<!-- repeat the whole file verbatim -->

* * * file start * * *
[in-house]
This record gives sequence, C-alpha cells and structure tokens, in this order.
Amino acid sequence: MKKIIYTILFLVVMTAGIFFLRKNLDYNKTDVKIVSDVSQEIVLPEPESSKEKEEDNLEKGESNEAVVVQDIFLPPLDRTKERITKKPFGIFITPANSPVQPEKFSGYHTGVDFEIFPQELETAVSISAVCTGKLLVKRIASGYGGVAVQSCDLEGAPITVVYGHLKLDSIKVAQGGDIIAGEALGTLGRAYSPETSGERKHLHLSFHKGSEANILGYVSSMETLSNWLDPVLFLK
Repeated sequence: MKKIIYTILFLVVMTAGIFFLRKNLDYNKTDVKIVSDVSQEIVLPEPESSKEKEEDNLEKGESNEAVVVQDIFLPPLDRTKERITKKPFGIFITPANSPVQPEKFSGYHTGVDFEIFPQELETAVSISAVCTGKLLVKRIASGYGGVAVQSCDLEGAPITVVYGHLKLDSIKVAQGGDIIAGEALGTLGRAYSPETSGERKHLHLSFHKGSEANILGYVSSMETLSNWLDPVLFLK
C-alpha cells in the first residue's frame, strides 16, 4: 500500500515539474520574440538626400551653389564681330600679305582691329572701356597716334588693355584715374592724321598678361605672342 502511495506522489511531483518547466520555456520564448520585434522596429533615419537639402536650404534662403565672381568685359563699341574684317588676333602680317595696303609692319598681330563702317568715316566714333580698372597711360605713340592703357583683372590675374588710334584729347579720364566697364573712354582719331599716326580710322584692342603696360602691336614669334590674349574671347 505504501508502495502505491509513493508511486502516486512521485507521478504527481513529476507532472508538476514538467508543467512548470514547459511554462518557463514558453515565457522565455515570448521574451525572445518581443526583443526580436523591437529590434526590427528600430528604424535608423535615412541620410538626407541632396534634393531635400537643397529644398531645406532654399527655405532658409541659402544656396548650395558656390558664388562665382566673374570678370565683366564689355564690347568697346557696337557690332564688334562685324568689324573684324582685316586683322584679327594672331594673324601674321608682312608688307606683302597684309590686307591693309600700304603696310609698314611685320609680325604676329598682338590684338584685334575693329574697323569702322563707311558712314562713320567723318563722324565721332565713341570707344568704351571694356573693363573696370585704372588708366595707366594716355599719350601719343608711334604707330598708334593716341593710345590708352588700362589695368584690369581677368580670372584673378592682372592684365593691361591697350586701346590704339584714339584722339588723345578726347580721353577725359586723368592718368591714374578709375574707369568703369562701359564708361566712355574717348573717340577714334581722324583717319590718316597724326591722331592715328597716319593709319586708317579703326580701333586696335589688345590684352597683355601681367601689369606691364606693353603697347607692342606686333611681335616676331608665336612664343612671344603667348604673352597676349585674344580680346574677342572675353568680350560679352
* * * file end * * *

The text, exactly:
[in-house]
This record gives sequence, C-alpha cells and structure tokens, in this order.
Amino acid sequence: MKKIIYTILFLVVMTAGIFFLRKNLDYNKTDVKIVSDVSQEIVLPEPESSKEKEEDNLEKGESNEAVVVQDIFLPPLDRTKERITKKPFGIFITPANSPVQPEKFSGYHTGVDFEIFPQELETAVSISAVCTGKLLVKRIASGYGGVAVQSCDLEGAPITVVYGHLKLDSIKVAQGGDIIAGEALGTLGRAYSPETSGERKHLHLSFHKGSEANILGYVSSMETLSNWLDPVLFLK
Repeated sequence: MKKIIYTILFLVVMTAGIFFLRKNLDYNKTDVKIVSDVSQEIVLPEPESSKEKEEDNLEKGESNEAVVVQDIFLPPLDRTKERITKKPFGIFITPANSPVQPEKFSGYHTGVDFEIFPQELETAVSISAVCTGKLLVKRIASGYGGVAVQSCDLEGAPITVVYGHLKLDSIKVAQGGDIIAGEALGTLGRAYSPETSGERKHLHLSFHKGSEANILGYVSSMETLSNWLDPVLFLK
C-alpha cells in the first residue's frame, strides 16, 4: 500500500515539474520574440538626400551653389564681330600679305582691329572701356597716334588693355584715374592724321598678361605672342 502511495506522489511531483518547466520555456520564448520585434522596429533615419537639402536650404534662403565672381568685359563699341574684317588676333602680317595696303609692319598681330563702317568715316566714333580698372597711360605713340592703357583683372590675374588710334584729347579720364566697364573712354582719331599716326580710322584692342603696360602691336614669334590674349574671347 505504501508502495502505491509513493508511486502516486512521485507521478504527481513529476507532472508538476514538467508543467512548470514547459511554462518557463514558453515565457522565455515570448521574451525572445518581443526583443526580436523591437529590434526590427528600430528604424535608423535615412541620410538626407541632396534634393531635400537643397529644398531645406532654399527655405532658409541659402544656396548650395558656390558664388562665382566673374570678370565683366564689355564690347568697346557696337557690332564688334562685324568689324573684324582685316586683322584679327594672331594673324601674321608682312608688307606683302597684309590686307591693309600700304603696310609698314611685320609680325604676329598682338590684338584685334575693329574697323569702322563707311558712314562713320567723318563722324565721332565713341570707344568704351571694356573693363573696370585704372588708366595707366594716355599719350601719343608711334604707330598708334593716341593710345590708352588700362589695368584690369581677368580670372584673378592682372592684365593691361591697350586701346590704339584714339584722339588723345578726347580721353577725359586723368592718368591714374578709375574707369568703369562701359564708361566712355574717348573717340577714334581722324583717319590718316597724326591722331592715328597716319593709319586708317579703326580701333586696335589688345590684352597683355601681367601689369606691364606693353603697347607692342606686333611681335616676331608665336612664343612671344603667348604673352597676349585674344580680346574677342572675353568680350560679352